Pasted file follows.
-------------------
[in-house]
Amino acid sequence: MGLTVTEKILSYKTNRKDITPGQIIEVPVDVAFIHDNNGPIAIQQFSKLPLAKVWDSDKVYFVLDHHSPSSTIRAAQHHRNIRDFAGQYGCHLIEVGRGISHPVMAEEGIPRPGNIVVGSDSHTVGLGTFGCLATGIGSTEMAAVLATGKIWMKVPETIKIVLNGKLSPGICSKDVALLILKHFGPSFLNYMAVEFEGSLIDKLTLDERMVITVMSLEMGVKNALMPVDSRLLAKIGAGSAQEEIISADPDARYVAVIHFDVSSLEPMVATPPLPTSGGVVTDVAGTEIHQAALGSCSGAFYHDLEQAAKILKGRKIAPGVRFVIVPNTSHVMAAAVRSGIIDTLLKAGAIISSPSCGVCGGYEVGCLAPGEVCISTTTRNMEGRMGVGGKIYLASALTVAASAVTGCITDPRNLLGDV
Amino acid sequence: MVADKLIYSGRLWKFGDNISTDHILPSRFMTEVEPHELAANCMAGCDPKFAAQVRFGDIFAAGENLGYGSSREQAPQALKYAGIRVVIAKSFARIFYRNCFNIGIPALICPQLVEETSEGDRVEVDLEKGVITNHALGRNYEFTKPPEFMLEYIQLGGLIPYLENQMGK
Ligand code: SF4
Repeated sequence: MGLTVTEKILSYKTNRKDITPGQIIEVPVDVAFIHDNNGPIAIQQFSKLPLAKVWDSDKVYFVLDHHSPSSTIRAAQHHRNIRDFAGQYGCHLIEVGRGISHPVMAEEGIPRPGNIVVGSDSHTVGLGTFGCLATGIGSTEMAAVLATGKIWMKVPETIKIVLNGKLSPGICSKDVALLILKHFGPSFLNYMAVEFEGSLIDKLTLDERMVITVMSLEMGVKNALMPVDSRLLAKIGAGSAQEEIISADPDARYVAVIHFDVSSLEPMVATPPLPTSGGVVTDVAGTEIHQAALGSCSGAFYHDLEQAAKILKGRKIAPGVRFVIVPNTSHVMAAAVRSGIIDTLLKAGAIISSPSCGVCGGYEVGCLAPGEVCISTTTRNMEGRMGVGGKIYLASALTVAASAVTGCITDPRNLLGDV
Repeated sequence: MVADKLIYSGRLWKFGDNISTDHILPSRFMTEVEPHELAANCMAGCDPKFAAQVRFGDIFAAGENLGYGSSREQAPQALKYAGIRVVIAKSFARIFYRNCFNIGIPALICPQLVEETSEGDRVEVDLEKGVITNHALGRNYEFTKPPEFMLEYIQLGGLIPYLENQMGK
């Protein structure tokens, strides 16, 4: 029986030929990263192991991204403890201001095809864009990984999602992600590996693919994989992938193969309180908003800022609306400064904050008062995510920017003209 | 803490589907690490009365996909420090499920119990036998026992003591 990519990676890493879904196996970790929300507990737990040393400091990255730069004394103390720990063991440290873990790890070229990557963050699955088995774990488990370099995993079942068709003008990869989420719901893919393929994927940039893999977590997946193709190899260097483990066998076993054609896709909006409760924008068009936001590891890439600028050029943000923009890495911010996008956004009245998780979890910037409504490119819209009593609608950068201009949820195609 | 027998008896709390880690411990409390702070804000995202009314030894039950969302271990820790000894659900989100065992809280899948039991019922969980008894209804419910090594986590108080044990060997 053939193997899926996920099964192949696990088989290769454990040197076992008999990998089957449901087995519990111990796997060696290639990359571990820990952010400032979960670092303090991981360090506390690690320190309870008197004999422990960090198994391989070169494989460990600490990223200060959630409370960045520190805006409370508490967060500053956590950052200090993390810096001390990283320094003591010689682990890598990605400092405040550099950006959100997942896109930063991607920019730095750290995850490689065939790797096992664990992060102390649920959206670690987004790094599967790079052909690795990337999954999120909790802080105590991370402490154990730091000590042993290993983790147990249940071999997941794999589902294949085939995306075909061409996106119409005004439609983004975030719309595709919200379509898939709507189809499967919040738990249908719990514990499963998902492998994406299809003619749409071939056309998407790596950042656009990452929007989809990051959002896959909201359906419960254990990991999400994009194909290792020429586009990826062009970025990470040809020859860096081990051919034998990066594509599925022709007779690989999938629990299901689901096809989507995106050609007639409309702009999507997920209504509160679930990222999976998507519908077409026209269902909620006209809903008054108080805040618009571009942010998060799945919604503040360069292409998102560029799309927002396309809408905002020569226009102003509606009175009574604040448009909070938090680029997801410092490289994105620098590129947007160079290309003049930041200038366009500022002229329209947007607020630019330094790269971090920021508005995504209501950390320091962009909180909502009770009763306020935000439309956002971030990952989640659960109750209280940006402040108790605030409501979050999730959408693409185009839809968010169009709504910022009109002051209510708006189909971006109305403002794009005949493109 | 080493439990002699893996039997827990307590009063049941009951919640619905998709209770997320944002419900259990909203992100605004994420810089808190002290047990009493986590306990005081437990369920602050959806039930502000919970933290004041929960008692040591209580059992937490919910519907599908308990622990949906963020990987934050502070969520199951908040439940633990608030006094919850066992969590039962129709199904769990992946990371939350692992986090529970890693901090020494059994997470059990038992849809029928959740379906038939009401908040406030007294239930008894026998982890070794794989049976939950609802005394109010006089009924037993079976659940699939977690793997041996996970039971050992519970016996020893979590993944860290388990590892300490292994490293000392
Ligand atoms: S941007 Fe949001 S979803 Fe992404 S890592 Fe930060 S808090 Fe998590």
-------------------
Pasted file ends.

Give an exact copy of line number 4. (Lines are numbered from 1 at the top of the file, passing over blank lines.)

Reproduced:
Ligand code: SF4